The component which connects to the keyboard
As a pianist, I've always wanted to play the piano while walking, perhaps in a marching band. However, while there are plenty of ways to carry a piano while walking, they all sacrifice a key functionality of the piano: the sustain pedal. All sustain pedals are designed to stay in place, and wire up to a (supposedly) stationary keyboard. What's more, to make any of these portable, I'd would have to run wires up my legs, which was a huge limitation if I wasn't wearing something which covered them up.
One night, I decided that I've had enough of this limitation, and decided to address this problem once and for all.
What it does
We've designed a sustain pedal which allows for wireless and portable control. The first part consists of two components: a sender and a receiver. The sender is small and lightweight, and can be attached to the bottom of a shoe, while the receiver is attached directly to the piano. The sender is designed to send an IR code whenever I take a step, and the receiver can then wirelessly decode the signal and simulate a MIDI sustain pedal when a signal is received.
While this basic pair works perfectly as a wireless sustain pedal, it doesn't quite match the current trends towards the internet of things. As such, we've decided to integrate a Bluetooth receiver into the system, as well as a corresponding smartphone app to control the sender. Now, it becomes possible to control your sustain pedal from your smartphone!
Unfortunately, while testing this, we found that it was difficult to use one hand for the smartphone app while still using both hands to play the piano. As such, we added one final part to the whole system: by taking a standard MIDI sustain pedal and using it as a switch for a servo, we can now use our other foot to control a robotic stylus that will use our app in our place! Overall a flawless system.
How we built it
The full system uses four microcontrollers: one for the IR sender, one for the IR receiver, one for the Bluetooth receiver, and one for the servo controller. Each of the microcontrollers (an Arduino Nano) is programmed independently, and communicate with each other.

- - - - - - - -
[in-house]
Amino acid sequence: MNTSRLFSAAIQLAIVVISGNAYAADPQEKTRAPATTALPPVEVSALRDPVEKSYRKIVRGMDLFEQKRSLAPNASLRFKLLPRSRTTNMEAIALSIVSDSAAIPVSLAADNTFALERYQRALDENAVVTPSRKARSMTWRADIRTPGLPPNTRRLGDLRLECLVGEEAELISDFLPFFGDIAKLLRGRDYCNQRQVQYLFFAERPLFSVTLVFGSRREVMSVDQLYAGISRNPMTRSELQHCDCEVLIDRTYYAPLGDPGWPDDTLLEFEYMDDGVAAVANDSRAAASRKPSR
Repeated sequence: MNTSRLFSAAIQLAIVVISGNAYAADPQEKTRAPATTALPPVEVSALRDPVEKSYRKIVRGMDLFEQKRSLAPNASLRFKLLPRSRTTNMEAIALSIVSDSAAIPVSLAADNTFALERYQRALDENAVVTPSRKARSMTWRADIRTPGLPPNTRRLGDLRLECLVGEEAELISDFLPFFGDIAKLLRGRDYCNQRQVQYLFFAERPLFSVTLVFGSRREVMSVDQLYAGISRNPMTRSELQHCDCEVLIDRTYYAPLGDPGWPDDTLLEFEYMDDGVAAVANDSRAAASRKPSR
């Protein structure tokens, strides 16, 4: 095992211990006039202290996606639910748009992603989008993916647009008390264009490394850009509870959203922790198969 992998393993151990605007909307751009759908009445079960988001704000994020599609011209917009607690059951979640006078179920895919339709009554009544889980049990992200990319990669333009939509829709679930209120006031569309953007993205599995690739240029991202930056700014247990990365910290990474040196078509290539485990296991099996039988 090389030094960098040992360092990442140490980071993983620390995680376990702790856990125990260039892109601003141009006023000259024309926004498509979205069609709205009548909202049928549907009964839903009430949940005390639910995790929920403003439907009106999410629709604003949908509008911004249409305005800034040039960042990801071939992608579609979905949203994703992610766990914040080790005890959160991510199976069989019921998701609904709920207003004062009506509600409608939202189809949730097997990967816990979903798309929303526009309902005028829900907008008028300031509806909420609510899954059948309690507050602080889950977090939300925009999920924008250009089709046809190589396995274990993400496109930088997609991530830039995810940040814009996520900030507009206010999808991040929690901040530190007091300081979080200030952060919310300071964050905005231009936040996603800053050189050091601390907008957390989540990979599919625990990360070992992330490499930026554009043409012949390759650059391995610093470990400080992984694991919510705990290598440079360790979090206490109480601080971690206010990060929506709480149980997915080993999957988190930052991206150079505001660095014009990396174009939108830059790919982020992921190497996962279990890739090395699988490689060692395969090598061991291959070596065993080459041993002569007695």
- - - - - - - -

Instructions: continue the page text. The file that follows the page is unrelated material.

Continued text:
The IR sender is programmed to send a series of pulses at 56 kHz every 30 ms, which we discovered to be the optimal signal length for our IR receiver to decode. The IR receiver then feeds into another Arduino, which controls en electromechanical relay that serves to simulate the sustain pedal. This Arduino also communicates with the Bluetooth receiver, which can also control the relay.
Finally, the last Arduino controls a servo with a stylus attached, and uses a MIDI sustain pedal as a switch to activate the servo. This can be used to control the Android app, which in turn communicates with the Bluetooth receiver, which in turn communicates with the IR receiver, which then controls the relay which controls the pedal.
Challenges we ran into
- Reverse engineering our IR sensor to optimize the frequency response of our sender
- Powering all four circuits with only two power sources
- Streamlining the hardware design to be compact and lightweight
Accomplishments that we're proud of
- Low latency and fast response time (excluding the servo part)
- The streamlined look of all the hardware
- Humor of the full-circle progression of components
What we learned
- How to arrange and solder together components
- How IR sensors filter and interpret IR codes from the ambient environment
- How to use Bluetooth in a low-level application
What's next for Smart Pedal
- Custom PCBs for further compactness
- Integration within the keyboard for minimum form factor
- Battery powering all components to further remove need for wires